KYT: From your experience, what would you say is the key takeaway from Team Sealed formats, and do you have any specific tips for deckbuilding in this context?
Liam: Takeaway is that Team Sealed is the best format. A tip for deckbuilding in Team Sealed is not to be afraid to split more than one colour across multiple decks. It’s not about how many colours you split; it’s about how many cards multiple decks want.
For example, I played a Bant deck while Booker played Boros and Christophe played GB, so both white and green were split. But of the green and white cards in my deck, very few of them were ones my teammates actually wanted. My white spells were defensive in nature which the Boros deck didn’t want, and I didn’t want Christophe’s green fight spells or medium creatures in my ramp/control/populate deck.
Overall just trust your teammates and don’t take it too seriously and you’ll have fun.
In the same Team Sealed competition, another notable Magic player (arguably the greatest Canadian player ever), Alexander Hayne, achieved a top 4 finish. Alongside former National Champion Marc Anderson and Alex Nikolic, their team showed impressive skill.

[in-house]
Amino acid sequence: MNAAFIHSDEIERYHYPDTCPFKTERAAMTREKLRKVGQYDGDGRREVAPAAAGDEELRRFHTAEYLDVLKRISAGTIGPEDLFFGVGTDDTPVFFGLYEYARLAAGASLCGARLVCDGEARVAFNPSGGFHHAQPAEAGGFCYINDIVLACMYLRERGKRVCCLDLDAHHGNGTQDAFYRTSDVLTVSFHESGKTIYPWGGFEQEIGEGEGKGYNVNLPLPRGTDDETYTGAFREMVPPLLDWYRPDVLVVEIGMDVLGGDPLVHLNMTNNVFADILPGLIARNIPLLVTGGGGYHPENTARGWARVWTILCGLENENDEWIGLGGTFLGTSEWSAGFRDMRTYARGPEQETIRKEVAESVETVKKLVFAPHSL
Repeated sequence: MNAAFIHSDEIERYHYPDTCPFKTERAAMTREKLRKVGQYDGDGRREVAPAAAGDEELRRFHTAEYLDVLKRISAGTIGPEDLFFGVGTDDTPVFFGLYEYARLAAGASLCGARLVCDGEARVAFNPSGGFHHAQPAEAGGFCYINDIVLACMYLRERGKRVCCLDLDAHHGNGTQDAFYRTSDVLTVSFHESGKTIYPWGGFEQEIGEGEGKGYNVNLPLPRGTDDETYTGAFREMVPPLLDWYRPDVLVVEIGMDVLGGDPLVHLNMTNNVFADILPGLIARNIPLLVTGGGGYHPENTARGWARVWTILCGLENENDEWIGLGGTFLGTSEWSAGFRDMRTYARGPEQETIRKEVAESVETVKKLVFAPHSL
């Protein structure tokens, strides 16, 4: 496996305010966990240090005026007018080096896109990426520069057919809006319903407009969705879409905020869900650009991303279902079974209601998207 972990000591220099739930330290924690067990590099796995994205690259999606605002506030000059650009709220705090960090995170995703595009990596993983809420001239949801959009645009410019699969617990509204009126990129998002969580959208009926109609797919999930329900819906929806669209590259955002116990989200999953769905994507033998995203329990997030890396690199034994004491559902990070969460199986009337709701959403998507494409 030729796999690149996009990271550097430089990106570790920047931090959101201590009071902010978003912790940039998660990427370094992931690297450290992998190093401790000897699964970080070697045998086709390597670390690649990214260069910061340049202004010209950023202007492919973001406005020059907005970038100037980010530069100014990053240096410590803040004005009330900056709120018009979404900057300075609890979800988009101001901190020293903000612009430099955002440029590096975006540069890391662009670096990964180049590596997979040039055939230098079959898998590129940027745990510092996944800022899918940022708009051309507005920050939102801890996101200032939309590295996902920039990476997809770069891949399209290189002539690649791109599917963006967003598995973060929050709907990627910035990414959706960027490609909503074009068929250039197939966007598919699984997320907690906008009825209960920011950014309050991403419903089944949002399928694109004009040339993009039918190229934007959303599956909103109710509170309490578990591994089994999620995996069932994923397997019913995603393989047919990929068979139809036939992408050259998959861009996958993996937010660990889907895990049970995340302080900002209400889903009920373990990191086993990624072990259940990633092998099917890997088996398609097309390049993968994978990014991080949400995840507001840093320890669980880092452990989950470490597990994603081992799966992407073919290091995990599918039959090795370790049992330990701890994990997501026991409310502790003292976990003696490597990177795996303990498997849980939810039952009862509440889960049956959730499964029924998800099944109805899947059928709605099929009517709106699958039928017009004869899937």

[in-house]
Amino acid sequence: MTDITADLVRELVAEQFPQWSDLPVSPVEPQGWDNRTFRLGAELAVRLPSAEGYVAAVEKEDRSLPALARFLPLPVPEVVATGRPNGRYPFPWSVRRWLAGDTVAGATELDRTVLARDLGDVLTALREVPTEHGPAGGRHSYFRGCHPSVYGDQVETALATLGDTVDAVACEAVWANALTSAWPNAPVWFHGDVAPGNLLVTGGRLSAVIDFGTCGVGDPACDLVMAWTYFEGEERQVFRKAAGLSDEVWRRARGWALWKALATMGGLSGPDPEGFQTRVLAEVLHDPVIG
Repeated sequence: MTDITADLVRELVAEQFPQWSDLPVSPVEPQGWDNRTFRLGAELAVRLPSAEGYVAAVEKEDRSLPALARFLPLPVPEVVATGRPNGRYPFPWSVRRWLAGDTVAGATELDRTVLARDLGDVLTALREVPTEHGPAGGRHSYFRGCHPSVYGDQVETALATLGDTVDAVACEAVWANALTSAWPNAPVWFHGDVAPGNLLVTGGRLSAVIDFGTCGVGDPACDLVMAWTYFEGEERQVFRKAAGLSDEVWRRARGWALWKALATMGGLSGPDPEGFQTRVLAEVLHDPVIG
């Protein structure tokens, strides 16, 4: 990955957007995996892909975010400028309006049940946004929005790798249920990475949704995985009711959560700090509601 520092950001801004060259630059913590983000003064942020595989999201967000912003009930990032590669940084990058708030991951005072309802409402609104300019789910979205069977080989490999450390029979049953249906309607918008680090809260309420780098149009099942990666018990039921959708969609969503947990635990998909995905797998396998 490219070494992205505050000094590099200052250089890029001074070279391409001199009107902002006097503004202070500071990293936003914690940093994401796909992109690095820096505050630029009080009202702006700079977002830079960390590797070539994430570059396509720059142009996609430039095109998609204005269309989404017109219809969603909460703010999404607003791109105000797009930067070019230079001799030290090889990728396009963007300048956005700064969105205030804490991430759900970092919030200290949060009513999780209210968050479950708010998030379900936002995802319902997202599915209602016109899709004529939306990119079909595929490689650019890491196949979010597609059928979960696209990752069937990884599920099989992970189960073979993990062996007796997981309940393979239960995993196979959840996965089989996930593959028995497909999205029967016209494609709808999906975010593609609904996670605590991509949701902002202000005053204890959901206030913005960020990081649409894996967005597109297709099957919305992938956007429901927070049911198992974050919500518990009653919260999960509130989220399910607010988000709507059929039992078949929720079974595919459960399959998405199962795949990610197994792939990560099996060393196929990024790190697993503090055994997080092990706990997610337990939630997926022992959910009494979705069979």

I spoke with Alexander to explore his thoughts on the tournament’s format and his approach to competitive play.
KYT: Alex, in your experience, what sets Team Limited apart as a skill-testing format, especially in the context of the Ravnica format with its color and guild balance?
Alexander: Team Limited is one of the most skill testing formats. This Ravnica format is kind of unbalanced, with a huge disparity between colours, guilds, and even cards because the power level in 2005 vs 2013 vs 2019 is huge.
KYT: It sounds like you had a memorable time playing with Marc Anderson. Can you share a bit about that experience?